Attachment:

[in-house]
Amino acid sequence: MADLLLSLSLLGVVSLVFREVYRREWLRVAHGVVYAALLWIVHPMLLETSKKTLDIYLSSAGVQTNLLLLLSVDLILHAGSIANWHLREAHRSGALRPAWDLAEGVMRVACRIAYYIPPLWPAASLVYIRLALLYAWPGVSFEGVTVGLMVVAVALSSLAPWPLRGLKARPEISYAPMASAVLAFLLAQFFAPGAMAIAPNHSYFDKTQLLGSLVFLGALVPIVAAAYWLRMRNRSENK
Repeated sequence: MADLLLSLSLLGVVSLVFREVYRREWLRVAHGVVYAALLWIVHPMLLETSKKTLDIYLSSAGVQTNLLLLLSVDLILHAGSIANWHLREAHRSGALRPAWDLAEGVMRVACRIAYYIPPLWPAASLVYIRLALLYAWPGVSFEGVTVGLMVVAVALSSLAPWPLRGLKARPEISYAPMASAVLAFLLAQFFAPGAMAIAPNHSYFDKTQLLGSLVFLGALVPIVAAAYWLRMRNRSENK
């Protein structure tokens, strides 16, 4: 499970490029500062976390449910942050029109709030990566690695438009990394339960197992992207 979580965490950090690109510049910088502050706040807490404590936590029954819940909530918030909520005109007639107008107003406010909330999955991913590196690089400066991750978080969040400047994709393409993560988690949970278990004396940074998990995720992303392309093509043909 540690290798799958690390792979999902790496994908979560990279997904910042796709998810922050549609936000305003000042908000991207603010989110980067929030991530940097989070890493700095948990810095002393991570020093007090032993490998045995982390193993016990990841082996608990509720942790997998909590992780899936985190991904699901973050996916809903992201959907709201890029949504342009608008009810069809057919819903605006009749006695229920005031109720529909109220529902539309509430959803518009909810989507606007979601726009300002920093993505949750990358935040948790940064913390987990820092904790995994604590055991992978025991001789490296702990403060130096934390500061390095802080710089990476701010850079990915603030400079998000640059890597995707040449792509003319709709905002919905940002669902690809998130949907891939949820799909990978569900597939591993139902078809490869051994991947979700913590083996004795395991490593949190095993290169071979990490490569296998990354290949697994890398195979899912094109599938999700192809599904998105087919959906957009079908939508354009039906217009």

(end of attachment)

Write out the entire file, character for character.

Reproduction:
[in-house]
Amino acid sequence: MADLLLSLSLLGVVSLVFREVYRREWLRVAHGVVYAALLWIVHPMLLETSKKTLDIYLSSAGVQTNLLLLLSVDLILHAGSIANWHLREAHRSGALRPAWDLAEGVMRVACRIAYYIPPLWPAASLVYIRLALLYAWPGVSFEGVTVGLMVVAVALSSLAPWPLRGLKARPEISYAPMASAVLAFLLAQFFAPGAMAIAPNHSYFDKTQLLGSLVFLGALVPIVAAAYWLRMRNRSENK
Repeated sequence: MADLLLSLSLLGVVSLVFREVYRREWLRVAHGVVYAALLWIVHPMLLETSKKTLDIYLSSAGVQTNLLLLLSVDLILHAGSIANWHLREAHRSGALRPAWDLAEGVMRVACRIAYYIPPLWPAASLVYIRLALLYAWPGVSFEGVTVGLMVVAVALSSLAPWPLRGLKARPEISYAPMASAVLAFLLAQFFAPGAMAIAPNHSYFDKTQLLGSLVFLGALVPIVAAAYWLRMRNRSENK
């Protein structure tokens, strides 16, 4: 499970490029500062976390449910942050029109709030990566690695438009990394339960197992992207 979580965490950090690109510049910088502050706040807490404590936590029954819940909530918030909520005109007639107008107003406010909330999955991913590196690089400066991750978080969040400047994709393409993560988690949970278990004396940074998990995720992303392309093509043909 540690290798799958690390792979999902790496994908979560990279997904910042796709998810922050549609936000305003000042908000991207603010989110980067929030991530940097989070890493700095948990810095002393991570020093007090032993490998045995982390193993016990990841082996608990509720942790997998909590992780899936985190991904699901973050996916809903992201959907709201890029949504342009608008009810069809057919819903605006009749006695229920005031109720529909109220529902539309509430959803518009909810989507606007979601726009300002920093993505949750990358935040948790940064913390987990820092904790995994604590055991992978025991001789490296702990403060130096934390500061390095802080710089990476701010850079990915603030400079998000640059890597995707040449792509003319709709905002919905940002669902690809998130949907891939949820799909990978569900597939591993139902078809490869051994991947979700913590083996004795395991490593949190095993290169071979990490490569296998990354290949697994890398195979899912094109599938999700192809599904998105087919959906957009079908939508354009039906217009």